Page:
History | Introduction to Modern America
H650 | 17376 | McGerr
A portion of the above class reserved for majors
Above class open to graduates only
Above class meets with AMST-G620
This colloquium offers an intensive introduction to the study of the
history of the United States from the late-nineteenth to the early
twenty-first centuries. Covering a wide range of topics, the class
focuses particularly on two issues. First, we will study attempts
to situate the long sweep of national history within the development
of capitalism, globalization, liberalism, and imperialism. Second,
we will analyze the linkages between private and public—between
individual identity and experience on one hand and politics, popular
culture, and consumption on the other. In addition, the course
considers the diversity of historically-informed writing from
academic monographs and syntheses to polemics, fiction, film, and
Members of the class are expected to complete the assigned readings
and film listed below, to participate in class discussion, and to
write two short critical papers and one longer historiographical
The assigned readings and film are:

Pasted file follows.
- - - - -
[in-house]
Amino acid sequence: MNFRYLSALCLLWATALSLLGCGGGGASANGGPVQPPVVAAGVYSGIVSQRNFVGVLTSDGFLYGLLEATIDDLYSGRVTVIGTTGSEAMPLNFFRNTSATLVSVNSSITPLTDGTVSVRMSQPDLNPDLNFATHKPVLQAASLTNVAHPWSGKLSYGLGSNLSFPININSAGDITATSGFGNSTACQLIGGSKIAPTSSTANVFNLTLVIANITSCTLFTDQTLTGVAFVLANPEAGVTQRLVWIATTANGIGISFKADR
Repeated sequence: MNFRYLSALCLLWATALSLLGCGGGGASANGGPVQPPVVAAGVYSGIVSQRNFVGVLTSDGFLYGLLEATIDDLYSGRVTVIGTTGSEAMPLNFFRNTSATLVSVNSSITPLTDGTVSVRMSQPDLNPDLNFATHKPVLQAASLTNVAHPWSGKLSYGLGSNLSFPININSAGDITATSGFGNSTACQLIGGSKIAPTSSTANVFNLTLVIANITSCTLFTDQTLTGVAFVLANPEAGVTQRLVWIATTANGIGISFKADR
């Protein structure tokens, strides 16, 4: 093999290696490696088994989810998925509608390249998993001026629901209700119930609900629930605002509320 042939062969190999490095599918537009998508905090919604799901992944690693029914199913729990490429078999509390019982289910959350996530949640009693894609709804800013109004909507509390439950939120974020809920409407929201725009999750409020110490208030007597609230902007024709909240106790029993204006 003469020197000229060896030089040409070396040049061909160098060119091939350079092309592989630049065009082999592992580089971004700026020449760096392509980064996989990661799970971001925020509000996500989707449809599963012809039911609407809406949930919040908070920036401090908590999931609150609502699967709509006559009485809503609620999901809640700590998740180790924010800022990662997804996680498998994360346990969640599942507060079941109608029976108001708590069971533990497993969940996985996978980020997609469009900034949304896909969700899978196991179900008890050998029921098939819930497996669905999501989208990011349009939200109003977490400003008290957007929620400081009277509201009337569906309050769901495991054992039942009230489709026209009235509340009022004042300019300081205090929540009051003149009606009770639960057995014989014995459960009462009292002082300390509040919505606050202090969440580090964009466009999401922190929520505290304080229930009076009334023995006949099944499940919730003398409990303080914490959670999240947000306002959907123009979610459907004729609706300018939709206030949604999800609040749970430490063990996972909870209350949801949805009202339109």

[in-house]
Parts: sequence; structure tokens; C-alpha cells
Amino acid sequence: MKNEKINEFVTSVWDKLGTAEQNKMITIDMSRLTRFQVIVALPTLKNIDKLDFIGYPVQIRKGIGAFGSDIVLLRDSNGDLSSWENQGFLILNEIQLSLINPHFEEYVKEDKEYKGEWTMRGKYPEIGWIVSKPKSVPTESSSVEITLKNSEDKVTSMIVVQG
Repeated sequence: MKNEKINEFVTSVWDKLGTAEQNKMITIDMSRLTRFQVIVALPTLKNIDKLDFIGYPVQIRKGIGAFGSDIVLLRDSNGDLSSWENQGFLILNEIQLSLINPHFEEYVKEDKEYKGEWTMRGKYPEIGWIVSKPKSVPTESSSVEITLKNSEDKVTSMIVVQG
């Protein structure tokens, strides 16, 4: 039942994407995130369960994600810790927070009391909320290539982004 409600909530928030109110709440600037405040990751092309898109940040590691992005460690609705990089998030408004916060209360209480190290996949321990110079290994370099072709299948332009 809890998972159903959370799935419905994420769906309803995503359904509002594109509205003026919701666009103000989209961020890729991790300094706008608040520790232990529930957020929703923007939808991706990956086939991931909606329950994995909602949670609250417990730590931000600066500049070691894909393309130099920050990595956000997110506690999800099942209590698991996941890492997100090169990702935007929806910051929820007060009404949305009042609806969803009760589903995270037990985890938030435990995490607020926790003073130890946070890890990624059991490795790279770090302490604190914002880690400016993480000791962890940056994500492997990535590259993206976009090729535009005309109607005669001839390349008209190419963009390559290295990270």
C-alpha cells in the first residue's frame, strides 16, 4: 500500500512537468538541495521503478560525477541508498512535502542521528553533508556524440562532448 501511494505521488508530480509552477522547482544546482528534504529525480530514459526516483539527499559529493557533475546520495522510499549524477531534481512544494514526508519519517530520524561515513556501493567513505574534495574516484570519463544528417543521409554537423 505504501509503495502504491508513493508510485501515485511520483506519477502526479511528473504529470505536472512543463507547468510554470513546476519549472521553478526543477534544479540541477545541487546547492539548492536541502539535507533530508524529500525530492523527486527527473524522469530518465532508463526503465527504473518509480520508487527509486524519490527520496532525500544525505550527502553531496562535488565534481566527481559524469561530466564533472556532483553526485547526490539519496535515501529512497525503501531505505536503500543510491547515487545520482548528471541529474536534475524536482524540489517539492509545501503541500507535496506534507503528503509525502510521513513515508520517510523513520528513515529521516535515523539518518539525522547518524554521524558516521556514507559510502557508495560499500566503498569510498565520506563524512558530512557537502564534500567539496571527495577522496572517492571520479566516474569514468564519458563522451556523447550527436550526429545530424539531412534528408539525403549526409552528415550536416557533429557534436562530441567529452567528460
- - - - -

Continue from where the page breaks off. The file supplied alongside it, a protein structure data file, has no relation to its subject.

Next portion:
Rosalyn Baxandall & Linda Gordon, eds., "Dear Sisters: Dispatches
from the Women’s Liberation Movement"
Daniel Bell, "The Coming of Post-Industrial Society: A Venture in
George Chauncey, "Gay New York: Gender, Urban Culture, and the
Making of the Gay Male World, 1890-1940"
Lizabeth Cohen, "A Consumer’s Republic: The Politics of Mass
Consumption in Postwar America"
John Dos Passos, "The 42nd Parallel"
Niall Ferguson, "Colossus: The Rise and Fall of the American Empire"
Jeffrey Frieden, "Global Capitalism: Its Fall and Rise in the
Steve Fraser & Gary Gerstle, "The Rise and Fall of the New Deal
Louis Hartz, "The Liberal Tradition in America"
Tony Kushner, "Angels in America, Parts I & II"
Michael McGerr, "A Fierce Discontent: The Rise and Fall of the
Progressive Movement in America, 1870-1920"
Alan Matusow, "The Unraveling of America: A History of Liberalism in
Thomas Sugrue, "The Origins of the Urban Crisis: Race and Inequality
in Postwar Detroit"